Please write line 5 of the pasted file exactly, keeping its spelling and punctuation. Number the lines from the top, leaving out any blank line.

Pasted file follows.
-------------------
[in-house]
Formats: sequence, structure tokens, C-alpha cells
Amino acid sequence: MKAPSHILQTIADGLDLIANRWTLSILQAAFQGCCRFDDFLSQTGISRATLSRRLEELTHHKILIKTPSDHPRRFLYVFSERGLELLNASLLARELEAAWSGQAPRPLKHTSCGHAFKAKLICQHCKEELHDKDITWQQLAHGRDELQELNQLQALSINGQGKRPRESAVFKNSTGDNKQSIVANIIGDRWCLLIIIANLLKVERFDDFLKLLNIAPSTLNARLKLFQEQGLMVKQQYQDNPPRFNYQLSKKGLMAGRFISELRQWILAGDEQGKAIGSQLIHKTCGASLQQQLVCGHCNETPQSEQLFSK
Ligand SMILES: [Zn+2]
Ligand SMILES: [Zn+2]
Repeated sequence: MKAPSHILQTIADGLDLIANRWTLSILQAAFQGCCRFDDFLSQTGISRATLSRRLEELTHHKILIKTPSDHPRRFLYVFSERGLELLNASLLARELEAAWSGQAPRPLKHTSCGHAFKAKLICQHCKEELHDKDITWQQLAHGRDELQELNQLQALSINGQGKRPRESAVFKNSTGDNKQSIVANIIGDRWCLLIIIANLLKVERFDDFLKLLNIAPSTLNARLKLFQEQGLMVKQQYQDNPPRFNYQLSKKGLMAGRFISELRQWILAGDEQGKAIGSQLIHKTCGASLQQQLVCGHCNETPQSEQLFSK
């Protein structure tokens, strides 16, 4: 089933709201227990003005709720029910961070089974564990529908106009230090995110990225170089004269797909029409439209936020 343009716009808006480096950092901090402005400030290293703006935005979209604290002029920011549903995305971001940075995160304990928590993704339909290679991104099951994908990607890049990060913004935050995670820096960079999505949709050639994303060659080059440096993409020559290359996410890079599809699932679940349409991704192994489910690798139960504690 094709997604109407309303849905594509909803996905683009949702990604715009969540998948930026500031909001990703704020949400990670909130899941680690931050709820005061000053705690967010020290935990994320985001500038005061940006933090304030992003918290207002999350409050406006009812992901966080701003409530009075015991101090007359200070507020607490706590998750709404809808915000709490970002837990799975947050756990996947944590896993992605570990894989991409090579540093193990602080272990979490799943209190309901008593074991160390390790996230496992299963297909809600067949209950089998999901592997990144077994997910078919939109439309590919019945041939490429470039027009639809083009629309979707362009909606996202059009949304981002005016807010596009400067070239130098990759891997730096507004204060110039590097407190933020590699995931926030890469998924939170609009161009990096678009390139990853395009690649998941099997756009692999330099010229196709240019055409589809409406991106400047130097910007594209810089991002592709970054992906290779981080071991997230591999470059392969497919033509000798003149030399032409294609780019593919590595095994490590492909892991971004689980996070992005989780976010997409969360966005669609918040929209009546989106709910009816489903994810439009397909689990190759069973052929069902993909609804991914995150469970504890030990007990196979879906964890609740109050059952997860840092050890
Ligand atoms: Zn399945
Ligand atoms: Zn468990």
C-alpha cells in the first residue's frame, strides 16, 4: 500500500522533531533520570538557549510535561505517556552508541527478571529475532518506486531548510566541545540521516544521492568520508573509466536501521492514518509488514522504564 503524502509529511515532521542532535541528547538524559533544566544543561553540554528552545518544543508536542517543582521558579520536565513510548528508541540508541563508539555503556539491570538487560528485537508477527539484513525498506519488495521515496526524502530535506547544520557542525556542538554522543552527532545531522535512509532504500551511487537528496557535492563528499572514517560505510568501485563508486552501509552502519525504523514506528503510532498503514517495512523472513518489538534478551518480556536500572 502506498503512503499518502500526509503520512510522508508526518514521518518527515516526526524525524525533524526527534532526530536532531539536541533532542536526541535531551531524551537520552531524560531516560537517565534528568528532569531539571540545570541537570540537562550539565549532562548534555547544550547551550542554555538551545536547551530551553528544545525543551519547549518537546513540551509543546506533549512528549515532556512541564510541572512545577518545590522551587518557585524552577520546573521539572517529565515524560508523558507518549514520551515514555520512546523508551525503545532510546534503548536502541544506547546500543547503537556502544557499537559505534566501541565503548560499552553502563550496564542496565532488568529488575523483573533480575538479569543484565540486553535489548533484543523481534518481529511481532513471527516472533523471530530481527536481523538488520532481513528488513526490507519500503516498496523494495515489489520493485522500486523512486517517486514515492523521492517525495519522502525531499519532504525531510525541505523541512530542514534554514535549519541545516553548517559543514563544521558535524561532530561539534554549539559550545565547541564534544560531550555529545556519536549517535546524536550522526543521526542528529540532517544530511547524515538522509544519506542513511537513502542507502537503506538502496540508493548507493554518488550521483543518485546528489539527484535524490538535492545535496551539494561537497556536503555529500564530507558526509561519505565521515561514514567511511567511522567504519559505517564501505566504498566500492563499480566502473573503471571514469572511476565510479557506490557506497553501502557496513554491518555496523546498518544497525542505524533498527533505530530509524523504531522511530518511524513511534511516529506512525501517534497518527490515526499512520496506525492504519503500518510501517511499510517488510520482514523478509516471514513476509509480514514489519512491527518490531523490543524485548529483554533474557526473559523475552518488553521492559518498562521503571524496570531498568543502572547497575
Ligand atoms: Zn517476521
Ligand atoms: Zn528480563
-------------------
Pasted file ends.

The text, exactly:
Ligand SMILES: [Zn+2]